Originally published by the Journal of Commerce in February 2012

In recent weeks there have been several meetings in the Los Angeles area at which local and Headquarters Customs and Border Protection (CBP) senior managers have given presentations about the priorities for the agency in the current fiscal year. Despite the fact CBP will function for at least a year without a permanent head (and perhaps longer depending on the outcome of the upcoming Presidential election), the agency will move forward under the capable leadership of Acting Commissioner David Aguilar with the following priorities:

1) Consistency, harmonization and uniformity – whether dealing with the trade community or partner government agencies, CBP wants to continue to heighten its efforts to be more consistent with the decisions being made by the ports, harmonize those decisions and act uniformly to the extent reasonably possible;

2) Modernization – encompasses development of the remaining ACE portals and programs, including getting the remaining program drops completed, especially problems resolution; also on the agenda is to become electronic with the Court of International Trade which means developing a portal for attorneys and other interested parties to be able to interface with; plus, while paper copies of notices of liquidation have been eliminated, the official notice of liquidation is still antiquated – by regulation, it is a paper list posted at the customhouse where the entry was filed; CBP wants to update this process so the notices can be posted on www.cbp.gov. As such, not only does modernization include completing computer programming and upgrades, but also updating CBP policies and procedures;

3) Co-creation of trade programs with stakeholders – this topic begins with more outreach to stakeholders; additionally, one of the questions under discussion is how does CBP define a trusted trader – does it mean a validated C-TPAT member, or must one also be an ISA member?  If an ISA member, what additional benefits could or should accrue? Similarly, in rolling out the Centers for Excellence and Expertise (CEE), CBP is meeting with and seeking input from trading partners so it can better educate its staff as to current business practices, with one goal being to make the program as successful as possible; also part of this topic is expanding C-TPAT to include exporters;

4) Continued trade enforcement – this means enforcement focused primarily, but not exclusively, on the primary focus issues, most often mentioned are antidumping, intellectual property rights – IPR of course overlaps with trade program co-creation – and revenue collection;  CBP also wants to increases its knowledge base, which we can expect translates into increased free trade agreement verifications, and added focus on textiles, import safety, IPR, agriculture and personal effects, soft wood packing materials, fresh cut flowers, bulk currency, weapons, and unlicensed technology.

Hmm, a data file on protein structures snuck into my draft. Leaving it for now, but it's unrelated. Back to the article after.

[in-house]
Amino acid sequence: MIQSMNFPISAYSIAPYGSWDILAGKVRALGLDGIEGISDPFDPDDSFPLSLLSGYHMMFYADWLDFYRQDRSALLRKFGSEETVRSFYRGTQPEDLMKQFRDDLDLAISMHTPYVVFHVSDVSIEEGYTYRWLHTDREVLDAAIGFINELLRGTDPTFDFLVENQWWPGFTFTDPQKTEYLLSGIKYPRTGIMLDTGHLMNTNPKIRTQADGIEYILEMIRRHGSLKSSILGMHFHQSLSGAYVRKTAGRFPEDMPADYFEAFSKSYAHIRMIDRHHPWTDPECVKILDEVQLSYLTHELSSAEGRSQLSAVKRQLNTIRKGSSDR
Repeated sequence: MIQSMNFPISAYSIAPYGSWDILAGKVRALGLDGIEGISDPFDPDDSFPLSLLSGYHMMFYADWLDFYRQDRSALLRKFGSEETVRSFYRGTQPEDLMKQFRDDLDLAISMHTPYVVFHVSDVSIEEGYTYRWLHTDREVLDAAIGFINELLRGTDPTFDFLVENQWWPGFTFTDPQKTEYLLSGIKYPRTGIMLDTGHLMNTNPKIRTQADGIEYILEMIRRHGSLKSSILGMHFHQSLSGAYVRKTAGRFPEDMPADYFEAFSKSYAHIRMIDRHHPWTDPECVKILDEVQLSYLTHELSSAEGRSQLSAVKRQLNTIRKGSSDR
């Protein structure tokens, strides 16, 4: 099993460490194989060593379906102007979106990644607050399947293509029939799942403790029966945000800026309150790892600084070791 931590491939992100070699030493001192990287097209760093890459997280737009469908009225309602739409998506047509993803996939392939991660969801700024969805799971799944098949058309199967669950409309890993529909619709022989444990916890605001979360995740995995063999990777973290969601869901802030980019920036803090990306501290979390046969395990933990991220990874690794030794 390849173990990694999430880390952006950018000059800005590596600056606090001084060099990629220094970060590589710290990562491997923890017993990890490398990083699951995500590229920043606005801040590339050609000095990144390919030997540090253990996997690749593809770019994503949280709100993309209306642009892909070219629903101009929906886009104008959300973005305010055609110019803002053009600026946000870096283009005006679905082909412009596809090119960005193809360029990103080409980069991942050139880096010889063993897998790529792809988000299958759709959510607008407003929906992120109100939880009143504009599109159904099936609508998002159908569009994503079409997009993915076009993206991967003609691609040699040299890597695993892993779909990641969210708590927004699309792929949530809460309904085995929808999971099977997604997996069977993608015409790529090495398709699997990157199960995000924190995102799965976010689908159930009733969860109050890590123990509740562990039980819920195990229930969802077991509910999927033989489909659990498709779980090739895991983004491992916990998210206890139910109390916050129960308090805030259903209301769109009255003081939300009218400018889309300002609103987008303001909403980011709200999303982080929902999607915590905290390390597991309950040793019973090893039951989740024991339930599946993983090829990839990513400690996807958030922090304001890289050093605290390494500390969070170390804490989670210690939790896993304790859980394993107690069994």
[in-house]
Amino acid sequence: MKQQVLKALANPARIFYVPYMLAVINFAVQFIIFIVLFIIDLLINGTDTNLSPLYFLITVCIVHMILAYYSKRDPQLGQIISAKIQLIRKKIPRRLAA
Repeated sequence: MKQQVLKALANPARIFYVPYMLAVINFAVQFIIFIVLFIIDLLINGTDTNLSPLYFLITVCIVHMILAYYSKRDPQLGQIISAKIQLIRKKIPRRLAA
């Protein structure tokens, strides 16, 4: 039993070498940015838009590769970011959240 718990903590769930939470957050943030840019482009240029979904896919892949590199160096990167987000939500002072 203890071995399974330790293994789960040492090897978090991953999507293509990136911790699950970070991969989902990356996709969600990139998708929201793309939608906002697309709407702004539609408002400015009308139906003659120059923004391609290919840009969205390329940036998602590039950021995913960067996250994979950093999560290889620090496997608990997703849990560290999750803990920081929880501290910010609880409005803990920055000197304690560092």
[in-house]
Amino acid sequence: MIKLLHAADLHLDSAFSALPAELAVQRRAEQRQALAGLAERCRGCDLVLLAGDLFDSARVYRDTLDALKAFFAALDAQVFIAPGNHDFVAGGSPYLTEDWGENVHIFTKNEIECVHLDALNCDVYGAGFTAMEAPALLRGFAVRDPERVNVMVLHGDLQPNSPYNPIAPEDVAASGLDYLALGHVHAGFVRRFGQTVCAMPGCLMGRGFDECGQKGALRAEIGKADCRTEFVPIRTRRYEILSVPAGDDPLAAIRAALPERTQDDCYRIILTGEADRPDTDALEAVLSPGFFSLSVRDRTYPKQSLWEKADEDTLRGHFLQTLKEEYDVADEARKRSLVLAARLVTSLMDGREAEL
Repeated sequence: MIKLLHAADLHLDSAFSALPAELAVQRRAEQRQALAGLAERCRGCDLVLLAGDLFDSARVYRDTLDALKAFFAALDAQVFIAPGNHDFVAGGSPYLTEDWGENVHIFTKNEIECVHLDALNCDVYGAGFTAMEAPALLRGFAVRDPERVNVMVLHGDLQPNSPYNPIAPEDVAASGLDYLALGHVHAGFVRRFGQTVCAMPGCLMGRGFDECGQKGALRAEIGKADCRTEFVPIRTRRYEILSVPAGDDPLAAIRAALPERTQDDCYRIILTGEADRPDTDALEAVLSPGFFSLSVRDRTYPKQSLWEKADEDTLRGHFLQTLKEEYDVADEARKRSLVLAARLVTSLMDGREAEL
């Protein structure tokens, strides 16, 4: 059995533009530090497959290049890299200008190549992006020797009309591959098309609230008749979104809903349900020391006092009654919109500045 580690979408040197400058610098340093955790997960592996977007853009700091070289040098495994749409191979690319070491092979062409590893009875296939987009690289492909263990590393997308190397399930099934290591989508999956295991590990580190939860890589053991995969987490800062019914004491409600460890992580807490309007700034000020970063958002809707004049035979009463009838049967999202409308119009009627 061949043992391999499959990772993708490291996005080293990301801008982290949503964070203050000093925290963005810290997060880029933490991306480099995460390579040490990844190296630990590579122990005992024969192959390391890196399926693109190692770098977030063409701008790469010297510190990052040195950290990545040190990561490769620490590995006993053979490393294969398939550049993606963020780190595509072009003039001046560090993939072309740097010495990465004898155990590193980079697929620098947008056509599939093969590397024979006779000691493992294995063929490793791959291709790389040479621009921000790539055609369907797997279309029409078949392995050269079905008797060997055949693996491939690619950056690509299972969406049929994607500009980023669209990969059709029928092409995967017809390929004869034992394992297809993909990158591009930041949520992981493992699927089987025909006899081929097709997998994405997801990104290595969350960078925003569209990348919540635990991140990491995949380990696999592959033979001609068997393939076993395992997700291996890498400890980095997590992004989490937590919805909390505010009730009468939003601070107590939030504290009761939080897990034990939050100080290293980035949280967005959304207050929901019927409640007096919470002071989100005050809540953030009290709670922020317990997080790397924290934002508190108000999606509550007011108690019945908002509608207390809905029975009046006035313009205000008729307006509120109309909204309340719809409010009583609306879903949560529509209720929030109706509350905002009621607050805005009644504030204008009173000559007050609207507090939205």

5) Education – CBP recognizes it learns a lot from its C-TPAT members about supply chain security measures, but wants to learn more from industry about brand protection techniques and counterfeiting trends; here should also be added gaining a better understanding about other segments of the trade community, such as customs brokers, ocean and air carriers, railroads, truckers and warehouses; also part of this discussion is successor planning and mentoring within the agency;

As CBP moves forward, it will continue to segment risk. The agency has long been challenged to do more with limited resources. This plays itself out in the risk management area by CBP spending much in the way of resources to develop programs that benefit large companies, but are simply not viable for smaller companies due to less money and smaller staffs. As such, in its own way, CBP is developing the haves and have nots – or to borrow a phrase from the recent Occupy movement – the 1% and the 99%. The 1% are the large companies which get benefits like C-TPAT and ISA, (we have to wait and see if simplified entry really works for smaller companies, but there is no doubt it helps the big ones), and so their cargo moves more cost effectively and smoothly through the supply chain. Because they typically cannot afford the cost and do not have the economic leverage over their business partners to gain entry into C-TPAT or ISA, smaller companies are automatically lumped into the higher risk category and so end up with more inspections, higher cost and more delays.

Another topic being mentioned for the coming year is shifting enforcement from parking tickets to meaningful cases, especially as relates to penalties. So, for example, are there alternatives to imposing a penalty or seizing goods? Should a first timer be treated the same as a repeat offender? What statutory or regulatory changes will be needed to implement these revisions?

In the context of the CEE, here is how segmenting the risk works as a practical matter. The trade is being told there are less than 100 companies which account for about half the $346 billion worth of electronics being imported yearly. Almost all of them are C-TPAT and ISA and each imports more than $10 million worth of goods yearly. In the group importing between $1 million and $10 million, those companies account for about 42% of the electronics imported and are generally compliant, but do from time-to-time have issues. That leaves 6% of the electronics imported in the hands of approximately 51,000 companies and their violations are “off the charts.” So, is CBP better off spending its resources helping the big guys or the little guys? What more could be done to help the small and medium sized companies?